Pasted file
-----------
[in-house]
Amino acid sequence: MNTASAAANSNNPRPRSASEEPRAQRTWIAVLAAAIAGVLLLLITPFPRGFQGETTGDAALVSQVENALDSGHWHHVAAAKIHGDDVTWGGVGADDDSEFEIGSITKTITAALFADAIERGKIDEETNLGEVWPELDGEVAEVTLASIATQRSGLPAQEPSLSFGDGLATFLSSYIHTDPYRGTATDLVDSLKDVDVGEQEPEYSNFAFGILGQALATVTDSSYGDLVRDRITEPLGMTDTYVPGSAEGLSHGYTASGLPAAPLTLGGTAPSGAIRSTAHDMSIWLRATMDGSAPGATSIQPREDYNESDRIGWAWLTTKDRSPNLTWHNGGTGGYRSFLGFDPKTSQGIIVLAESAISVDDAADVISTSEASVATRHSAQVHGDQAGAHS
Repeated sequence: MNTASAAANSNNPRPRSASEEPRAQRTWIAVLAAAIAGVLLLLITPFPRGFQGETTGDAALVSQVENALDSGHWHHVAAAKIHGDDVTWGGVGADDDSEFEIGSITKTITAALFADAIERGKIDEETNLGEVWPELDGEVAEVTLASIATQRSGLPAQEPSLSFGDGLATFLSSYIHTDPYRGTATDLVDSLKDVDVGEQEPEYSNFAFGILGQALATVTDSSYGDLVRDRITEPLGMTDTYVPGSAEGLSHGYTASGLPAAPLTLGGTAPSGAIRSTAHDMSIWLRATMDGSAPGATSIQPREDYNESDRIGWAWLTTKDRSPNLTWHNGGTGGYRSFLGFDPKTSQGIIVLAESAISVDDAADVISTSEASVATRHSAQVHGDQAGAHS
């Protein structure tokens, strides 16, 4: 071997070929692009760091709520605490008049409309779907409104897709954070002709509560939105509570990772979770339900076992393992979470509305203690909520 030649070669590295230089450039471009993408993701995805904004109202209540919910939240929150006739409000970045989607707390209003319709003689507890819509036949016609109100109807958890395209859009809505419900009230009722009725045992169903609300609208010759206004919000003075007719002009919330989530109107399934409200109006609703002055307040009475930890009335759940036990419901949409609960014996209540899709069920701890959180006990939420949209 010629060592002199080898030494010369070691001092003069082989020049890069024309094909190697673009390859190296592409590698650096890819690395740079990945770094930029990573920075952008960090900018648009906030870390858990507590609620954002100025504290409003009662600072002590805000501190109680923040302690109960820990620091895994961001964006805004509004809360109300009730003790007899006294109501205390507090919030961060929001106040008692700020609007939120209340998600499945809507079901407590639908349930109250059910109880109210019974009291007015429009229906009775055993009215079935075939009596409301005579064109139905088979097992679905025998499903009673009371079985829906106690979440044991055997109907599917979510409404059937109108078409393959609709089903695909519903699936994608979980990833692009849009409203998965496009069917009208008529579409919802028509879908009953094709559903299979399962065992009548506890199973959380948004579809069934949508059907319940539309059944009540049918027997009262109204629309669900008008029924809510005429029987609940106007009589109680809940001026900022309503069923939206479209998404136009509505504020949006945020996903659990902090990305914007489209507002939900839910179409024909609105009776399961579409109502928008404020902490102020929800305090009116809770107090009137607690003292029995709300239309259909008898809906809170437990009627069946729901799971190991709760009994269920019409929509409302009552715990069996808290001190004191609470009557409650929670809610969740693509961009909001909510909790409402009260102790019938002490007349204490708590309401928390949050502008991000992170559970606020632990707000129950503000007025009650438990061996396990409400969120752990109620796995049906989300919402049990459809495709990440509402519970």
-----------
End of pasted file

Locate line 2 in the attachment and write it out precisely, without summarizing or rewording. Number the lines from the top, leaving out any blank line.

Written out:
Amino acid sequence: MNTASAAANSNNPRPRSASEEPRAQRTWIAVLAAAIAGVLLLLITPFPRGFQGETTGDAALVSQVENALDSGHWHHVAAAKIHGDDVTWGGVGADDDSEFEIGSITKTITAALFADAIERGKIDEETNLGEVWPELDGEVAEVTLASIATQRSGLPAQEPSLSFGDGLATFLSSYIHTDPYRGTATDLVDSLKDVDVGEQEPEYSNFAFGILGQALATVTDSSYGDLVRDRITEPLGMTDTYVPGSAEGLSHGYTASGLPAAPLTLGGTAPSGAIRSTAHDMSIWLRATMDGSAPGATSIQPREDYNESDRIGWAWLTTKDRSPNLTWHNGGTGGYRSFLGFDPKTSQGIIVLAESAISVDDAADVISTSEASVATRHSAQVHGDQAGAHS